Review of targets and indicators for health and social care in Scotland

Independent national review into targets and indicators for health and social care.

Design and implementation of indicators and targets

23. The theme that the effectiveness of targets depends on how they are designed and implemented was discussed in a paper published by the Health Foundation in 2015 [6] . Berry and colleagues suggested that the design of any new target needs to be pragmatic, collaborative and iterative.

24. Ideally, targets should focus on achieving agreed outcomes. However, where processes are essential to the delivery of desired outcomes, pragmatism is necessary. The earlier a patient with cancer is diagnosed and treated, for example, the greater the likelihood of good outcome. Waiting time for treatment, therefore, is a pragmatic indicator of the probability of better treatment outcome.

25. Collaboration/coproductionin design is essential to ensurethat targets are relevant to and supported by those who have to deliver them and those who are affected by them. Bodenheimer and Sinsky (2014) [7] argued that constructive engagement with staff should be seen as a way of preventing burnout. They proposed that the Triple Aim of improving population health, improving care and services delivered to the public and improving efficiency of services should become a Quadruple Aim. The fourth limb of this aim would be to improve the work life of health and social care workers by allowing them to be involved in how the indicators were implemented.

26. Public sector staff are motivated to deliver best care to those they serve. They are more likely to feel valued and empowered if they have been involved in shaping indicators and targets and are given responsibility and recognition for developing new approaches and using them to improve care.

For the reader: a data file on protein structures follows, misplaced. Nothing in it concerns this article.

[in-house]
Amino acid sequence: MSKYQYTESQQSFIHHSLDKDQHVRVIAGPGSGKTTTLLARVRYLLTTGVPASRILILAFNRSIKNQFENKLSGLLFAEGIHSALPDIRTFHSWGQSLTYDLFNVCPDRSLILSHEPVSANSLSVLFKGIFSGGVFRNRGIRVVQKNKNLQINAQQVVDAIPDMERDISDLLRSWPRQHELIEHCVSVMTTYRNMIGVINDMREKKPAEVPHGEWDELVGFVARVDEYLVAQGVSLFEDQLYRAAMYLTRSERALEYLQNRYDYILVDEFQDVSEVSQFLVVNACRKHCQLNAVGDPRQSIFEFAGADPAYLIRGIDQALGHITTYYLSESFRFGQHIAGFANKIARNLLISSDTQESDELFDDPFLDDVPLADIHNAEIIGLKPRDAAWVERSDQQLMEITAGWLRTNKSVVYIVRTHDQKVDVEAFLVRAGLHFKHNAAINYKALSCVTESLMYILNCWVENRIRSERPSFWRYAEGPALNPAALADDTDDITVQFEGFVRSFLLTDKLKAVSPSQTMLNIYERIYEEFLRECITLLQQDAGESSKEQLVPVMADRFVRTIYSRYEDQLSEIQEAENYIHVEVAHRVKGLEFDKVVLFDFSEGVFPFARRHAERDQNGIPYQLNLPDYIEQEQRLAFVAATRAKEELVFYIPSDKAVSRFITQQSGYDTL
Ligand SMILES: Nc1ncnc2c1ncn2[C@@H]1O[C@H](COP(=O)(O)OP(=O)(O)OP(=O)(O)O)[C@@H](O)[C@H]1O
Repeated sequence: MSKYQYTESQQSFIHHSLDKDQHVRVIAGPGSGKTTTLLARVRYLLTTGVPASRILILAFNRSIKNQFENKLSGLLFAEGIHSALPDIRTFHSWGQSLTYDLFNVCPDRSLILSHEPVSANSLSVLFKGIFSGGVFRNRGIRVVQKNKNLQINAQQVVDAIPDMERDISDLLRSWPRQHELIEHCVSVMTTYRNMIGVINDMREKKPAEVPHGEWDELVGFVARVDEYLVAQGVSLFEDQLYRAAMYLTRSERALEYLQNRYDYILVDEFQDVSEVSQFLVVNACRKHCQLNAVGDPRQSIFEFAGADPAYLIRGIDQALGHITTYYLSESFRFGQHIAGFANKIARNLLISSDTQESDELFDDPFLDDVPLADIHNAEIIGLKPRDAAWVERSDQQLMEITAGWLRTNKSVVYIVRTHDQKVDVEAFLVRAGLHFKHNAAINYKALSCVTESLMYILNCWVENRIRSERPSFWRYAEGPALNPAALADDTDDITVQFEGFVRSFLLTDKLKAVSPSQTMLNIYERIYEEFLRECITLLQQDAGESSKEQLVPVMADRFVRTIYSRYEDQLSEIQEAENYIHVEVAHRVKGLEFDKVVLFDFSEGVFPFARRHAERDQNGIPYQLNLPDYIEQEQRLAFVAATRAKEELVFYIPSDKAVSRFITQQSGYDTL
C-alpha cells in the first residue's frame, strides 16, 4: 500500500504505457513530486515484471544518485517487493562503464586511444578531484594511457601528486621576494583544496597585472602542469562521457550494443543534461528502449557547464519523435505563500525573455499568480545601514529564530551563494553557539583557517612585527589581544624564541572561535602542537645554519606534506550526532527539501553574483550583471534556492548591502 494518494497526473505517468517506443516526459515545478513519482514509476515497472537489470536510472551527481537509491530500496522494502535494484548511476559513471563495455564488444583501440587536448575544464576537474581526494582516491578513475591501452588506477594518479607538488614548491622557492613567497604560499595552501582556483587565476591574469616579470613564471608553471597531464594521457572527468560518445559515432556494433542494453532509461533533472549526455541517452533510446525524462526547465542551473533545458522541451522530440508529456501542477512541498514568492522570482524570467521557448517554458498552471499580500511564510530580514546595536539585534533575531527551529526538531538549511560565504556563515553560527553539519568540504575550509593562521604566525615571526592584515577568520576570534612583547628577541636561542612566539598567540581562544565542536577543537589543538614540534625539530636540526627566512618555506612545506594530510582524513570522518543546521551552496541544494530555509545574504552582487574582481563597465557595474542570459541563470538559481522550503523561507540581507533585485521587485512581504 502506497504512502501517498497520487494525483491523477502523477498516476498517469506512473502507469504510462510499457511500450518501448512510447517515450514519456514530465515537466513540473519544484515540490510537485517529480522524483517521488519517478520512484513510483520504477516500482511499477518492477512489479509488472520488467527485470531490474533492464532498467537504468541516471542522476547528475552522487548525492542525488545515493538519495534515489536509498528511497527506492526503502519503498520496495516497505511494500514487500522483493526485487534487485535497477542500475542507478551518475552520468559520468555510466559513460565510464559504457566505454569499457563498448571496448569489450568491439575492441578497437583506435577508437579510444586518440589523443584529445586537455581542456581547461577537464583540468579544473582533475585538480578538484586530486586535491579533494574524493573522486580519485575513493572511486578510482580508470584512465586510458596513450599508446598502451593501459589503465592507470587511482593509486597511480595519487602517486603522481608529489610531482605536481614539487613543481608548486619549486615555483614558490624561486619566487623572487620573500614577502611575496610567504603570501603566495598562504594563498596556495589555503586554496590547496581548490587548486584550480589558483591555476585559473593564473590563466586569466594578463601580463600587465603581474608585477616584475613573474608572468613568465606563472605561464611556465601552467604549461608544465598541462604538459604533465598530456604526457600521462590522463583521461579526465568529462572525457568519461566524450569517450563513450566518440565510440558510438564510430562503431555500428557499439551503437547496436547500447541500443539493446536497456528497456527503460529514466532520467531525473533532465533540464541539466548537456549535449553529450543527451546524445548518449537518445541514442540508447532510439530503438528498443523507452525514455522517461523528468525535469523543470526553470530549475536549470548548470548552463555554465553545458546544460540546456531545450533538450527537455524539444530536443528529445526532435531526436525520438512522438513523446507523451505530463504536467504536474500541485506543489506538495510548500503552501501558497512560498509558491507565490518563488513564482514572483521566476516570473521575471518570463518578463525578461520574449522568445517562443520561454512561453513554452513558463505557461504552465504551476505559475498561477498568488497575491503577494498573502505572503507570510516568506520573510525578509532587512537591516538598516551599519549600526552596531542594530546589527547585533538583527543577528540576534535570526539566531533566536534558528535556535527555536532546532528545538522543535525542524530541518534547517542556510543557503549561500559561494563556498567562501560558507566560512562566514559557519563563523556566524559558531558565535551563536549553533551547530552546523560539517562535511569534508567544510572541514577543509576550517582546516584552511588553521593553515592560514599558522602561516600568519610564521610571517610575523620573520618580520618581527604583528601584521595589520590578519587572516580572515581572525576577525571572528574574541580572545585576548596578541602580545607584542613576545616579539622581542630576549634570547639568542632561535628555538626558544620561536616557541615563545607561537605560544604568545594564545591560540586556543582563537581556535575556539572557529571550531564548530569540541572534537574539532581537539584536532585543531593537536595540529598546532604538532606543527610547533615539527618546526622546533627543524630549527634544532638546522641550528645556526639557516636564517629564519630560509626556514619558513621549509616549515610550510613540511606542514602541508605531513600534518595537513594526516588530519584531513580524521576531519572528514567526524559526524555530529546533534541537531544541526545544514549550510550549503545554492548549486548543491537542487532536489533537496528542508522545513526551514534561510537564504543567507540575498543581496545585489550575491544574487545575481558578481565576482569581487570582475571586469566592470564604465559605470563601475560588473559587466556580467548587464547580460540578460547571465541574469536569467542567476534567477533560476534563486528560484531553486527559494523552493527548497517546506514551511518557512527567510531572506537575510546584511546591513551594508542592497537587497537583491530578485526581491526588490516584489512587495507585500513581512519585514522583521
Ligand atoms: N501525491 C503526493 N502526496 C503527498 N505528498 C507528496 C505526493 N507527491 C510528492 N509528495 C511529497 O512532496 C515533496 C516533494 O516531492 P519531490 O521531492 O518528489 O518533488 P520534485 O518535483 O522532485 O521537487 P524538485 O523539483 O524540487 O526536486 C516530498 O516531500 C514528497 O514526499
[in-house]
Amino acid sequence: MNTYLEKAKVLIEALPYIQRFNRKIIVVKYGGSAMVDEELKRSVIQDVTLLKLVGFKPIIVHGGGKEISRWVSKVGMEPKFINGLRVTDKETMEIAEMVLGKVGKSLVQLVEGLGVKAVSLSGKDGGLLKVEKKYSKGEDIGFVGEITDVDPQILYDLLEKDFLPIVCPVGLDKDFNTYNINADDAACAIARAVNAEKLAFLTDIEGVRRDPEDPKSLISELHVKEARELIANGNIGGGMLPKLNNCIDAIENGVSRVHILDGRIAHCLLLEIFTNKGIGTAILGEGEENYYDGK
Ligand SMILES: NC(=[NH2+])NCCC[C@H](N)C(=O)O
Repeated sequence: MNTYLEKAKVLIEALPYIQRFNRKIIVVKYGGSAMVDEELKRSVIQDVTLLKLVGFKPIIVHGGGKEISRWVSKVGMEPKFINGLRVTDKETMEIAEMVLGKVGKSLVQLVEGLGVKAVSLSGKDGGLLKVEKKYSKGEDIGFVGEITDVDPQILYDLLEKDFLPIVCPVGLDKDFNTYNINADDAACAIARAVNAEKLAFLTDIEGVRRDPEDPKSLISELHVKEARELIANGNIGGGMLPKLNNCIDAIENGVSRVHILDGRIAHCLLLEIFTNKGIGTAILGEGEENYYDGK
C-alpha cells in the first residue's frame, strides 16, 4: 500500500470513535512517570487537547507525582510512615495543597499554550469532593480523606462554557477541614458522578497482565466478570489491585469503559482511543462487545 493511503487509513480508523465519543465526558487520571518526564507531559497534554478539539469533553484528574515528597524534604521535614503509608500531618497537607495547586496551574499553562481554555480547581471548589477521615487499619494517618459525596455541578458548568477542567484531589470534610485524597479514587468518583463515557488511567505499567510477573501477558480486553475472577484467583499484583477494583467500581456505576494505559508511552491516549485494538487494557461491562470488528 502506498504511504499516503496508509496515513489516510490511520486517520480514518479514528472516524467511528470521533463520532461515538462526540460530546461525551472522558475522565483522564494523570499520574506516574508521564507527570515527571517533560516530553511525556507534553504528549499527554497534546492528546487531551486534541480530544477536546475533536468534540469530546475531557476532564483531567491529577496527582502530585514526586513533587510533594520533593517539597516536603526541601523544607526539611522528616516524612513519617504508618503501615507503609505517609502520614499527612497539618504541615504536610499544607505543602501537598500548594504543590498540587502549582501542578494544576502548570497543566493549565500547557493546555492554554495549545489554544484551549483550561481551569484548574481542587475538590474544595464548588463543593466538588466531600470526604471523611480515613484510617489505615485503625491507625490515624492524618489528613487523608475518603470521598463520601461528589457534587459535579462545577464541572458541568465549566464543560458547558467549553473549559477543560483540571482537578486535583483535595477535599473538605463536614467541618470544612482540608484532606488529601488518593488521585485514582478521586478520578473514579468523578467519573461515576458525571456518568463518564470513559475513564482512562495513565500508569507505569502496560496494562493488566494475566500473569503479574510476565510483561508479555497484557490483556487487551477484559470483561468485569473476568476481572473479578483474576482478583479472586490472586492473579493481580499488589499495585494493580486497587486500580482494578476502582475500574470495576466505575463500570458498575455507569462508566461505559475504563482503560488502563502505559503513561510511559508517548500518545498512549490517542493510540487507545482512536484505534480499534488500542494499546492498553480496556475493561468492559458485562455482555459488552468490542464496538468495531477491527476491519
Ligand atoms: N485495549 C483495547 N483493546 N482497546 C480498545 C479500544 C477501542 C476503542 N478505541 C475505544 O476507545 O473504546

27. Iteration, continuous examination of the effectiveness of indicators and targets is crucial. No target is likely to be perfect, and frontline staff should be involved in regular reviews to ensure that they remain appropriate, that lessons are being learned and spread to other areas of the service and that problems are dealt with and benefits maximised.

28. This point about iteration is of great importance for this present review. Targets have political significance. Berry and colleagues suggested that, for NHS England: "the existing suite of targets needs to change, but this will require strong political leadership and should be gradual not wholesale.Removing targets without a credible alternative in place is not without risk, but there is a strong case for clarifying how the existing targets fit within the vision for wider transformations in care. Permission to change the amount of managerial and political capital invested in targets is needed in order to rebalance the current, disproportionate focus on delivering against targets over other priorities. The totemic status of targets means strong political leadership from the centre of government will be necessary to make such changes stick."


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